How about Ryan Fitzpatrick taking charge and solidifying the Jets in the wildcard picture. Considering the injuries to New England and Cincinnati, as well as the struggles in Denver, Fitzpatrick and company have an opportunity to surprise the football world this postseason. Fitzpatrick is a 33-year-old journeyman that I find myself rooting for on Sundays, putting in work with a veteran supporting cast. That offense reminds me of the older crew that plays pick-up basketball and can still win games. I have every reason to believe that Fitzpatrick has earned the starting job heading into next season.
To be honest, I don’t think the 49ers and Rams have their starter for 2016 on their rosters. But hey, what do I know if the great Joe Montana sees Blaine Gabert as the right fit in the Bay? Not to say that Colin Kaepernick and Nick Foles couldn’t succeed elsewhere, just not who they currently play for. When you think about it, the rest of the NFC believes in their current signal callers. That includes Teddy Bridgewater in Minnesota, who they like a lot with the understanding that it’s going to take him some time. Also, Kirk Cousins in Washington. Jay Gruden seems adamant about him being the right guy for his offense. If that doesn’t turn out to be the case, then maybe they turn back to Robert Griffin if he’s matured enough. Either way, I think their starter for next season is already on the team.
The AFC teams also look like they’ll be moving forward with their guys in 2016, with the exception of maybe Cleveland and Houston. Who knows if Johnny Manziel will even be in Dog Pound in a year? Since they drafted him, they might as well see what he can do. After all, through 14 weeks, he’s led them to a pair of wins when they only have one without him. I guess Brian Hoyer could be given another opportunity, but he’s missing games this season to injury and Bill O’ Brien is an offensive mind that really wants to settle on a quarterback already. In a way, if Manziel and Hoyer get the nod in 2016, that would mean the entire AFC is prepared for next season under center.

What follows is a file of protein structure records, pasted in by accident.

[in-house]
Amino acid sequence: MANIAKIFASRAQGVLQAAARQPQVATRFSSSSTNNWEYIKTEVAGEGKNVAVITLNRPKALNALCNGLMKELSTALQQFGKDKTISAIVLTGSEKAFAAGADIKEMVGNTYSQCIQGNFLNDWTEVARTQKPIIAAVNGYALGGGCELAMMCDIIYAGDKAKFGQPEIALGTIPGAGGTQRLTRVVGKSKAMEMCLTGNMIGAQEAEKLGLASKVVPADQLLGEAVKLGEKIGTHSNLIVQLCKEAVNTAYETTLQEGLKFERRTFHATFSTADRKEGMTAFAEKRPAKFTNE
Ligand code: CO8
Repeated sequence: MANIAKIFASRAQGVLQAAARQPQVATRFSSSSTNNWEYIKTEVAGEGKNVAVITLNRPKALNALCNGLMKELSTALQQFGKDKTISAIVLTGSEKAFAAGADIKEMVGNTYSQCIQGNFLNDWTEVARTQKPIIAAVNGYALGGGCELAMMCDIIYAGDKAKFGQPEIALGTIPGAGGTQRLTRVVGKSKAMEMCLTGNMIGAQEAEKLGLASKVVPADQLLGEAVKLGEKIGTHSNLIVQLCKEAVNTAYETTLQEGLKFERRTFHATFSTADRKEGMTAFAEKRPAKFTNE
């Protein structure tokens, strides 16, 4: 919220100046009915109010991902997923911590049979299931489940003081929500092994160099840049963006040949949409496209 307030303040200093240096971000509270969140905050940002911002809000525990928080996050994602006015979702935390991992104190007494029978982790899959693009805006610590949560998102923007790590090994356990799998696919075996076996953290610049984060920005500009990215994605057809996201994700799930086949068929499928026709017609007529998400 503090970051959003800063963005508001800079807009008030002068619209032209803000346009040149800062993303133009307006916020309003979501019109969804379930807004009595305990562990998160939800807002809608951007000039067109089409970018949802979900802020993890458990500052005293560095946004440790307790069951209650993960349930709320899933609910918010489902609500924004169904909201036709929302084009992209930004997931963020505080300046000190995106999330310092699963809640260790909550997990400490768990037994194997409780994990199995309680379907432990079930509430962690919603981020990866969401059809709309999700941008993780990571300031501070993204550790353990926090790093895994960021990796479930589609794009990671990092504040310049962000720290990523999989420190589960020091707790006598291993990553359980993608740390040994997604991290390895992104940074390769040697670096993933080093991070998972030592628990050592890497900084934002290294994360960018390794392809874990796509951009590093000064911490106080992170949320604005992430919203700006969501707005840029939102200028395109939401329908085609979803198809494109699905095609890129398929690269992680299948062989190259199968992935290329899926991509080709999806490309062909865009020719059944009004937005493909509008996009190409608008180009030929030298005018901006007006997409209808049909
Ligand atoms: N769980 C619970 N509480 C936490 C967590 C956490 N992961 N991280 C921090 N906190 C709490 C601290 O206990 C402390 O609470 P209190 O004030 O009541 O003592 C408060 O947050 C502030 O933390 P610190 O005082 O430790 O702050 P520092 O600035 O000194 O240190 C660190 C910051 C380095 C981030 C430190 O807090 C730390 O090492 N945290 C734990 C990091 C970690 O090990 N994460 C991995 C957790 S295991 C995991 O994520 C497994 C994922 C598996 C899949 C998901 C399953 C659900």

It’s really interesting to look at the position around the league like this, and what I’m alluding to is, perhaps we don’t see a QB get drafted in the first round. Say what? Maybe a team can find that guy that fits their system like the Jets have. Finding the right coach could help Ryan Tannehill take a step forward. We’ll find out on that one. I know that Matthew Stafford and Matt Ryan are having down years, but I don’t expect a transition at the helm in Detroit nor Atlanta. Kaepernick and Griffin could be on the move to add competition somewhere, but don’t expect them to get handed a starting gig.
I guess Denver could entertain acquiring a new guy. It would take the combination of believing that Peyton Manning is done and coming to the conclusion that Brock Osweiler hasn’t shown enough. Sam Bradford is a comeback player that I find to be improving, slowly, but he is. So, that would leave only his former team, St. Louis, that would be the most desperate to find a new signal caller if they move on from Foles or Case Keenum. I like Foles but the Rams need to actually care about the offensive side of the ball, on the field and at coordinator.
The lack of talent and reliability at the college level certainly makes this year’s cast of starters look better than they normally would, but just maybe they’re not all so bad after all.